>> Uncertainty breeding volatility on Wall Street. Stocks opening Wednesday by dropping. But then quickly reversing course, moving higher. And then quickly reversing course by moving lower. As investors try to figure out what's next after the surprise Trump win for the White House. I'm Conway Gibbs in New York.
Stocks are vacillating. But so far, appear to be avoiding the calamity seen after the surprise Brexit vote. But that does not tell the whole story of the market. Stocks in Mexico are down 3%. And there is still some uncertainty out there about Trump's plans regarding immigration and taxes.
And of course, his threats to rip up any trade agreements. We're seeing stocks of companies that do business in Mexico in which Trump had talked negatively about. Like General Motors, Ford, and United technology, all move lower. We've seen big multinationals. They do business around the world. We're seeing those stocks move lower, as well.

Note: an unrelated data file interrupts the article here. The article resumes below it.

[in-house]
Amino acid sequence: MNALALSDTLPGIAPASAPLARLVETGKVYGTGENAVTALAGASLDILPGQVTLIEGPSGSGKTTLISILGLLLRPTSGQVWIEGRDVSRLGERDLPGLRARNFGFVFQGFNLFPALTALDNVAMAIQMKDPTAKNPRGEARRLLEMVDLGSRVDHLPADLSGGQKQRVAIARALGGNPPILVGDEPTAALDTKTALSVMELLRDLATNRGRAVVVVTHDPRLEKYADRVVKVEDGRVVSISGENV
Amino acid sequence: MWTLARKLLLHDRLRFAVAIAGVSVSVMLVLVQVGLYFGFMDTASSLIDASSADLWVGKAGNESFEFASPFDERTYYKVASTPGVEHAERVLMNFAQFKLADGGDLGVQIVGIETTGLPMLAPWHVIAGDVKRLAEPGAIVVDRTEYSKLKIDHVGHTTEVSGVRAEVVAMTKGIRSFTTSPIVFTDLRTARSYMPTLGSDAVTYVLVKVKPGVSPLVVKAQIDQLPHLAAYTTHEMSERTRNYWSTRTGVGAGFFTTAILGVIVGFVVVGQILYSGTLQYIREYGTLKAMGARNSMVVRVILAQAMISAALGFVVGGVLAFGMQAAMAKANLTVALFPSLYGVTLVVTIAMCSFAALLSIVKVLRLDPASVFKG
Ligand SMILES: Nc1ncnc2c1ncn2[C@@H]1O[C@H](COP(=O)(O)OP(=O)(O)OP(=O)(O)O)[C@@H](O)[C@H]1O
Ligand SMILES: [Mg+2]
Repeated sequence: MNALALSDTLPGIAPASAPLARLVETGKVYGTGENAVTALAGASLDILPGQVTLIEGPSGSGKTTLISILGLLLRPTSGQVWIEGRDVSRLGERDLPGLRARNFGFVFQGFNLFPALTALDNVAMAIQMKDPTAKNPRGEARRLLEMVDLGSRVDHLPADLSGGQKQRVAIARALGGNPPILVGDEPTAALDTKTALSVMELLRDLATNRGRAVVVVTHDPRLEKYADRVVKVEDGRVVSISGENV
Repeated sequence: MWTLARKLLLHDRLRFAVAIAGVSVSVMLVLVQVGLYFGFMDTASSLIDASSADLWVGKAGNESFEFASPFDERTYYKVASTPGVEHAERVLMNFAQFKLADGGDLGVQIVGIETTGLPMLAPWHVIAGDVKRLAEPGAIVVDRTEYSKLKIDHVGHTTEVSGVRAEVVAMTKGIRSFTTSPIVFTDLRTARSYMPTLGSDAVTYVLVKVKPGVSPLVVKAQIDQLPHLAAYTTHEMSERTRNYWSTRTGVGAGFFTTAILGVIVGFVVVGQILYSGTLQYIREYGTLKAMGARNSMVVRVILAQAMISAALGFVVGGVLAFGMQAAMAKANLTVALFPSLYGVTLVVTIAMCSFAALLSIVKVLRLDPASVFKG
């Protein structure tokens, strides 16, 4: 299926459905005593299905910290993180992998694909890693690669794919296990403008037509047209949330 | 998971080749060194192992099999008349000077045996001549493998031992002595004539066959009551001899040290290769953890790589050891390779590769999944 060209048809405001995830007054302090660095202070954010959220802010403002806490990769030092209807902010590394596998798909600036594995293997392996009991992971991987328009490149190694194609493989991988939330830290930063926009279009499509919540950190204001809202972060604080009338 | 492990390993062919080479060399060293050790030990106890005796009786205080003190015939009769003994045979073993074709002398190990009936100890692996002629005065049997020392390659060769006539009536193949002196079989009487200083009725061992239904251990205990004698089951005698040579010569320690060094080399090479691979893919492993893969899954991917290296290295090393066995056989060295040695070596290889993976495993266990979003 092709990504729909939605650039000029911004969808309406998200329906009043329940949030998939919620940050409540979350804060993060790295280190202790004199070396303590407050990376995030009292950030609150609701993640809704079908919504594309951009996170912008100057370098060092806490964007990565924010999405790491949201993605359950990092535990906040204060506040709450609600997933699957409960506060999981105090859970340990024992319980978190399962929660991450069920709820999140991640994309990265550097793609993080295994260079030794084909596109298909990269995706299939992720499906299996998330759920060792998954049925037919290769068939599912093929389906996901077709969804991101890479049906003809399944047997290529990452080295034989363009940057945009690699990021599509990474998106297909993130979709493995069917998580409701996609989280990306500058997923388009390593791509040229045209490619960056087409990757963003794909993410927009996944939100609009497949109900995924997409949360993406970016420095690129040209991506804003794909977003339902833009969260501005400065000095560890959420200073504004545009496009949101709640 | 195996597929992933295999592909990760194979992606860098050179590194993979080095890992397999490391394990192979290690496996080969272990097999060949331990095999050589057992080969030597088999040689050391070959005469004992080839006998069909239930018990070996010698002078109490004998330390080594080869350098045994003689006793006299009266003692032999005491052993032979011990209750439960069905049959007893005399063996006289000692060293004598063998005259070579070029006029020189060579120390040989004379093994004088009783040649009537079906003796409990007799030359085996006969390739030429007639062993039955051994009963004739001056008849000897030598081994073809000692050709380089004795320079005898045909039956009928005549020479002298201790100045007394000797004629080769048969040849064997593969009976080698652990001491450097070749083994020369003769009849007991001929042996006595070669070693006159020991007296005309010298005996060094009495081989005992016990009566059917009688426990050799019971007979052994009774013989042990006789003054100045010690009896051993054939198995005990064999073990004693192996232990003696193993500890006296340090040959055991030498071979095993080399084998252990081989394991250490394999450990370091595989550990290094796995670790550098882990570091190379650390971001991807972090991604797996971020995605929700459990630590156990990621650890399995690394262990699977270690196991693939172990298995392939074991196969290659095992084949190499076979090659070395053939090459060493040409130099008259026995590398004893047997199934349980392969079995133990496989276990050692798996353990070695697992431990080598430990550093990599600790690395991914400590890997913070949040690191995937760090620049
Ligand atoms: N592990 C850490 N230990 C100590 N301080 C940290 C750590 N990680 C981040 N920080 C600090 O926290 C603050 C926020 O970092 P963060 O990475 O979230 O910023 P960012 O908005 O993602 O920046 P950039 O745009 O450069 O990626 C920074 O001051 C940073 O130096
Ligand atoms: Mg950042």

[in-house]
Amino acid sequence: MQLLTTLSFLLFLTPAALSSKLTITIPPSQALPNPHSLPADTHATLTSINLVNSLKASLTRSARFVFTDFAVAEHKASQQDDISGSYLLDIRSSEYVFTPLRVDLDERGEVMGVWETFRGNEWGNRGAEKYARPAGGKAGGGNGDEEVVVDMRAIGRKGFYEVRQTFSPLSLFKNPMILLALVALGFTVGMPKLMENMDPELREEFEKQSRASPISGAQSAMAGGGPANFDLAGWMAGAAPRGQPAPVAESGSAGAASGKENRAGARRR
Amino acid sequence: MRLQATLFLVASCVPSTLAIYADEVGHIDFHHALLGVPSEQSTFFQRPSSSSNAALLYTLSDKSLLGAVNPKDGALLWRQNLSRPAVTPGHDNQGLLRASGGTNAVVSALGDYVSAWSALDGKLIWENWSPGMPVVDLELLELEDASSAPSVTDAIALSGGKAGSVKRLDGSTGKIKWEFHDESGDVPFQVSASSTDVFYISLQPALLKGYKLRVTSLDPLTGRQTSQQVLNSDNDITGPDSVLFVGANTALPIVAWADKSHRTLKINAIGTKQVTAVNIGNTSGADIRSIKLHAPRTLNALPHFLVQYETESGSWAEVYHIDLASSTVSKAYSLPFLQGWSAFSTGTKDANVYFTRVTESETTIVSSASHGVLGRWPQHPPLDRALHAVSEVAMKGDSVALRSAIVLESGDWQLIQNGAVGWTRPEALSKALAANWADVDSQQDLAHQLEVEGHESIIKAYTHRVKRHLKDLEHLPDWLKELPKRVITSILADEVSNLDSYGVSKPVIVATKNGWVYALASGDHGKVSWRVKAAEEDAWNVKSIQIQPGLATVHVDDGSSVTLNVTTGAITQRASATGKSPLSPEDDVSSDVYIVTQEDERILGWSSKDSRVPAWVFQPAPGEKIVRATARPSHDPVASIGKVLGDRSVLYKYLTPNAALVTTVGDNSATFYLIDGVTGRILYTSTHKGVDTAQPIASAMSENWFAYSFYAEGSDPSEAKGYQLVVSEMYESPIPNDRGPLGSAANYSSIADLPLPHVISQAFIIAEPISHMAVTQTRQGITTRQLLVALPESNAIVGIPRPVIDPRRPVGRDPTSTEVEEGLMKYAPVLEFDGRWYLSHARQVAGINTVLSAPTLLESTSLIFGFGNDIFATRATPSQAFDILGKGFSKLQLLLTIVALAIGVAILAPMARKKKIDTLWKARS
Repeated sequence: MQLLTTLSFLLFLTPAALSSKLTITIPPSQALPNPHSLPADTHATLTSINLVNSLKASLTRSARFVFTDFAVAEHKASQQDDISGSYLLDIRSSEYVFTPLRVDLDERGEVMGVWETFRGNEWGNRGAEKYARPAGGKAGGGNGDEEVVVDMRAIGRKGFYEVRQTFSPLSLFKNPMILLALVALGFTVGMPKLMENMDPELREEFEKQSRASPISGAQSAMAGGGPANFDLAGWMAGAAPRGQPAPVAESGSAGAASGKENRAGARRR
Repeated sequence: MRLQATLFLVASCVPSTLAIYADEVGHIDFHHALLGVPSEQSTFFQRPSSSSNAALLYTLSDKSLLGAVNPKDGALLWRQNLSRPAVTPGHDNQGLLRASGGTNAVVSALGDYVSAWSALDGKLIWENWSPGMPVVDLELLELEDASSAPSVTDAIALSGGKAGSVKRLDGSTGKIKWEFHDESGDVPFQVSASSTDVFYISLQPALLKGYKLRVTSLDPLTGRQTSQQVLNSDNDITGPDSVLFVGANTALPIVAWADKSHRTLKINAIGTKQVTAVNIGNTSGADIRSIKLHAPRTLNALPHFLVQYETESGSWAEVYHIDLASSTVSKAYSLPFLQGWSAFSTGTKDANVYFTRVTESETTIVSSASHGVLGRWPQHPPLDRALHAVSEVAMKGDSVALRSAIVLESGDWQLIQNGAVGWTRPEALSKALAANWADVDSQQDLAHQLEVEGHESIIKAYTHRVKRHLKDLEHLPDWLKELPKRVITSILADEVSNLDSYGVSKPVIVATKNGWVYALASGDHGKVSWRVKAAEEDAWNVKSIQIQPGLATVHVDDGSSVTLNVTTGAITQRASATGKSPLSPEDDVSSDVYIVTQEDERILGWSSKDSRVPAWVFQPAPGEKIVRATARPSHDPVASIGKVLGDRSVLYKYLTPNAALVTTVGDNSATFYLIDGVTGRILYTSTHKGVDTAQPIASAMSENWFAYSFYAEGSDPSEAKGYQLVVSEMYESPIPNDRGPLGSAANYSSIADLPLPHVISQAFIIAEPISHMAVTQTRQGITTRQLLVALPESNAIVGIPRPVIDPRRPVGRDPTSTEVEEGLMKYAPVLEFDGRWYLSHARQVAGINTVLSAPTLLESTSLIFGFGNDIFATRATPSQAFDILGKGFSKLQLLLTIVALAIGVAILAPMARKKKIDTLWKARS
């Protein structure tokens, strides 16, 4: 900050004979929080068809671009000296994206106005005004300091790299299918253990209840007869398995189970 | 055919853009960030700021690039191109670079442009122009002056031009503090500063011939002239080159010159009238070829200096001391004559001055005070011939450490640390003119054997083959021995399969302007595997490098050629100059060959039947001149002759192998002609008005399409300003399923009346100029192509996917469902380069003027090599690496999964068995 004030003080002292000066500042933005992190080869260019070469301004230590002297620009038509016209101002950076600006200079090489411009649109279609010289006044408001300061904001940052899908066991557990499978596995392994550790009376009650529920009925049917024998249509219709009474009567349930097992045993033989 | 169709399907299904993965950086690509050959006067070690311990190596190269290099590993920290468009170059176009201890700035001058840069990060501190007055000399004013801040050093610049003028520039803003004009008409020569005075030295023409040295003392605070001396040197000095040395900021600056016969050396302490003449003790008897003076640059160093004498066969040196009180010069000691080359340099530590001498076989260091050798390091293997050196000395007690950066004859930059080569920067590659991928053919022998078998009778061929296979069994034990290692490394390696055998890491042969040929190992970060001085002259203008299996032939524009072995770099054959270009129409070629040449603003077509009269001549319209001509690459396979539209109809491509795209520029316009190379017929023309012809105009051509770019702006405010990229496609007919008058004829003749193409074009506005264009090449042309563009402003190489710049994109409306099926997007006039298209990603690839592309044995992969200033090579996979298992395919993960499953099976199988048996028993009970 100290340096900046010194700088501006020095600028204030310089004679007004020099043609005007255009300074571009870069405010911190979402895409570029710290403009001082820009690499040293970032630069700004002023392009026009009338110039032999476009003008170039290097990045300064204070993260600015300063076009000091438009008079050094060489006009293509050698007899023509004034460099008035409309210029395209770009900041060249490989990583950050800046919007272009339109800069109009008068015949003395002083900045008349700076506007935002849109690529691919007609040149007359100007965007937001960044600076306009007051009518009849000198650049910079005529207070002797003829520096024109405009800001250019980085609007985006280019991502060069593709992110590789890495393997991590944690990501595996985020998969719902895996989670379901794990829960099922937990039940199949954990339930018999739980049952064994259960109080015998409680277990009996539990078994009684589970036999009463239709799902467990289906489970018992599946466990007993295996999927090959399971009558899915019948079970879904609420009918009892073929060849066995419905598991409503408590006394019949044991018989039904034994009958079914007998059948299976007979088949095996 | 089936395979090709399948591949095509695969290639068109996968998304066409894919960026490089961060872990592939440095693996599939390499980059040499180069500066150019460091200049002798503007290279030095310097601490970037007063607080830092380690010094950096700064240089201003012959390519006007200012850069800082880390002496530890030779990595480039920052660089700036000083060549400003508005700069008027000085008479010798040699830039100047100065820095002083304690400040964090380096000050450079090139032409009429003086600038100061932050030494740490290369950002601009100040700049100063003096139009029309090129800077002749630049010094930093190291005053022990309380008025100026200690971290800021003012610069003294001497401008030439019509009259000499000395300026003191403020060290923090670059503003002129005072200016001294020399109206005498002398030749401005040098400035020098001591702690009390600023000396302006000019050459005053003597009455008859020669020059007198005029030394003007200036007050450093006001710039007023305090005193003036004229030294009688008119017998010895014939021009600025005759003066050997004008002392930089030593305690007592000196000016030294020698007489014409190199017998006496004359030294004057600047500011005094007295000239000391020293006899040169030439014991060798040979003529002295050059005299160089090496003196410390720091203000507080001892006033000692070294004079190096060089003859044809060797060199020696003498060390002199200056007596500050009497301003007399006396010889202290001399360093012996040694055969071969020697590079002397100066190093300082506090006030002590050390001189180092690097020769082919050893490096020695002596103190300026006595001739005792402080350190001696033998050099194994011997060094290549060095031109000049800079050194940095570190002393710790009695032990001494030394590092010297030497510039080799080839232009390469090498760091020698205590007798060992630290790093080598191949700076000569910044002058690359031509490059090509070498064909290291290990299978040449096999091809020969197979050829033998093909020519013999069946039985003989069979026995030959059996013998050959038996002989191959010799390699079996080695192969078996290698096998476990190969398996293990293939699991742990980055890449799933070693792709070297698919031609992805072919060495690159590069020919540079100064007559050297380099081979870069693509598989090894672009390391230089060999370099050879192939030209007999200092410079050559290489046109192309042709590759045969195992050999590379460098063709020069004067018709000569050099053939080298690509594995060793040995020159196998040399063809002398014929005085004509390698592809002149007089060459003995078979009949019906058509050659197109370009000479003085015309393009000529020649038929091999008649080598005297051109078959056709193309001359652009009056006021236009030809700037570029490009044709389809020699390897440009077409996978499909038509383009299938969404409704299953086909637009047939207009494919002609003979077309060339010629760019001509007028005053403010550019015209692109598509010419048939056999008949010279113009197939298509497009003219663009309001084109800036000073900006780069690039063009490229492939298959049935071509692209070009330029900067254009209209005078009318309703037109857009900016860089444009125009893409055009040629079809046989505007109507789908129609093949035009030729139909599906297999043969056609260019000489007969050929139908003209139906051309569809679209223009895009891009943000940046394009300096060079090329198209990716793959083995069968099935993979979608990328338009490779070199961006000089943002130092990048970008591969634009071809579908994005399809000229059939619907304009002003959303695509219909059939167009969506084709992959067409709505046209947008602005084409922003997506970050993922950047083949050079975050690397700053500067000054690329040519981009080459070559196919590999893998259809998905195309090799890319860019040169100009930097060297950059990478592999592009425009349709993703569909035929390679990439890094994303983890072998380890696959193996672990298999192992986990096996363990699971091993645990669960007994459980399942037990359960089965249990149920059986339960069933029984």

Proctor and Gamble and Coca Cola. Two of those moving to the downside. But on the flip side, Caterpillar and Boeing are moving higher. Which might be a bit of a surprise. Given that if there's this thought or threat of a trade war. You would think that those two companies would be impacted negatively.
Health and hospital stocks are getting slammed. Of course, Trump has vowed to replace and repeal Obamacare. We're seeing hospital operators like Tenet Healthcare down 25%. HCA is down 15%. But on the flip side, we have drug stocks. They seemed to be favoring quite well. Or the thought is that they will favor well in a Trump administration.
Shares of Pfizer are up 10%. There is some uncertainty still about what this all means for the Federal Reserve. Of course, Donald Trump has come out and said that he thinks that the Federal Reserve was playing politics by keeping interest rates low to favor the Democrats. The Fed is set to hold a meeting in December.
And there are some who fear that if there is too much market volatility. That the Federal Reserve will decide to hold rates steady. But then what does that mean for the Fed, longer term? Will they feel the political pressure to raise rates and scrap their plans to keep rates low for longer?
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